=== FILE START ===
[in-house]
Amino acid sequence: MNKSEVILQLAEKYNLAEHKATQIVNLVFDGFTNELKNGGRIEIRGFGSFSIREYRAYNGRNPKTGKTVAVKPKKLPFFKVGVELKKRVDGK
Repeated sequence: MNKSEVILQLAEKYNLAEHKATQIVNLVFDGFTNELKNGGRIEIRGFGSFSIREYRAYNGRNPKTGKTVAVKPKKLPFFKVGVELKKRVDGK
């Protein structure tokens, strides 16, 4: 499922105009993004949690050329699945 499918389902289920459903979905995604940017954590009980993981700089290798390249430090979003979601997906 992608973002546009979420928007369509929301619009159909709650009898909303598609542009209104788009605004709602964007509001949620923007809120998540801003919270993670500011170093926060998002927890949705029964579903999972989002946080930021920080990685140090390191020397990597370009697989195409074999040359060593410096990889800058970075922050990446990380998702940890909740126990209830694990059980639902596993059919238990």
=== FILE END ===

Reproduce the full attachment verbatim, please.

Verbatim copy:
[in-house]
Amino acid sequence: MNKSEVILQLAEKYNLAEHKATQIVNLVFDGFTNELKNGGRIEIRGFGSFSIREYRAYNGRNPKTGKTVAVKPKKLPFFKVGVELKKRVDGK
Repeated sequence: MNKSEVILQLAEKYNLAEHKATQIVNLVFDGFTNELKNGGRIEIRGFGSFSIREYRAYNGRNPKTGKTVAVKPKKLPFFKVGVELKKRVDGK
């Protein structure tokens, strides 16, 4: 499922105009993004949690050329699945 499918389902289920459903979905995604940017954590009980993981700089290798390249430090979003979601997906 992608973002546009979420928007369509929301619009159909709650009898909303598609542009209104788009605004709602964007509001949620923007809120998540801003919270993670500011170093926060998002927890949705029964579903999972989002946080930021920080990685140090390191020397990597370009697989195409074999040359060593410096990889800058970075922050990446990380998702940890909740126990209830694990059980639902596993059919238990």